Maru Android ROM – Turn Your Smartphone Into A Desktop Debian-Linux System
Good News for Linux Techno Freaks! Do you usually mess with your Android smartphone by trying out the continual ins and outs of various apps and custom ROMs?
Then this news would be a perfect pick for you!
What If, you can effectively carry a Linux computer in your pocket?
Hereby introducing a new Android-based Operating system named “Maru OS” that combine the mobility of a smartphone as well as the power of a desktop on a single device.
Maru OS allows you to turn your smartphone into a desktop when plugging it with an HDMI cable.
To connect your Android mobile device to a monitor, a mouse and keyboard and to make it work as a PC under a desktop interface is something that many of you would like to see isnt it? Companies like Microsoft with Continuum and with Ubuntu Edition M10 are already betting on the convergence that fails to arrive on Android, but developers as team Maru already been put to work to bring something. Android on the screen of your mobile phone, Debian on the screen of your monitor.
Maru custom ROM includes two operating systems:
- Android 5.1 Lollipop for mobile phones
- Debian-Linux for desktop monitor
When you connect your phone (with Maru OS installed on it) via HDMI to a monitor, it will load Debian Linux automatically on your desktop screen in less than 5 seconds.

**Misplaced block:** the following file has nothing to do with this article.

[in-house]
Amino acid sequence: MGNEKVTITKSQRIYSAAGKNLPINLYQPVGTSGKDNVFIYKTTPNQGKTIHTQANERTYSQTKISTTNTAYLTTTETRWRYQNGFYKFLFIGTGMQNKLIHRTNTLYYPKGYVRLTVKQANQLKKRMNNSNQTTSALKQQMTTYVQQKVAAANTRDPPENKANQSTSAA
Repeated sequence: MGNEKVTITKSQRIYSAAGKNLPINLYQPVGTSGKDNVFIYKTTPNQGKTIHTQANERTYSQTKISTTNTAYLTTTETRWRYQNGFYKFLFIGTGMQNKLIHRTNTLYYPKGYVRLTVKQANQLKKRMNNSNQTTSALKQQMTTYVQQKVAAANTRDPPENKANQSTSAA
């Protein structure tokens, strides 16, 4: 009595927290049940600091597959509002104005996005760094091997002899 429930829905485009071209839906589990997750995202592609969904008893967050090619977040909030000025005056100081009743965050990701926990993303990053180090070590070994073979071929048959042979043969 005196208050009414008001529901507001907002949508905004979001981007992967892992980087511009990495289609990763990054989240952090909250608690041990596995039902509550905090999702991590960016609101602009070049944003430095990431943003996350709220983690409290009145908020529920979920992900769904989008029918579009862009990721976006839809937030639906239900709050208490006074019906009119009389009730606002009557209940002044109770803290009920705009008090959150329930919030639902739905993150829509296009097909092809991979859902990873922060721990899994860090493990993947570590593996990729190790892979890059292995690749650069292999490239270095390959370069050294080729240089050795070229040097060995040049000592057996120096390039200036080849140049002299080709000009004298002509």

“Your phone runs independently of your desktop so you can take a call and work on your big screen at the same time,” Maru OS official website explains.
Maru is shipped with Zero Bloatware (no pre-installed apps), which facilitates lots of free space for all your apps and your phone runs fast.
Advantages of Maru OS
- Dual OS in phone
- Lightweight Distro Packages
- Zero Bloatware, except Google Play
- Run a web server from your pocket
- You can set up a portable development environment
And the Best One:
If by chance… your phone get disconnected from your screen, Maru OS will preserve your desktop state in the background, helping you pick up right where you left off.
“Your hardware’s capabilities are shared across your mobile device and desktop, so you don’t have to context-switch around so much,” reads the website.
This latest OS is still in beta stage and currently available only in Nexus 5 devices. We hope this limitation might disappear later on.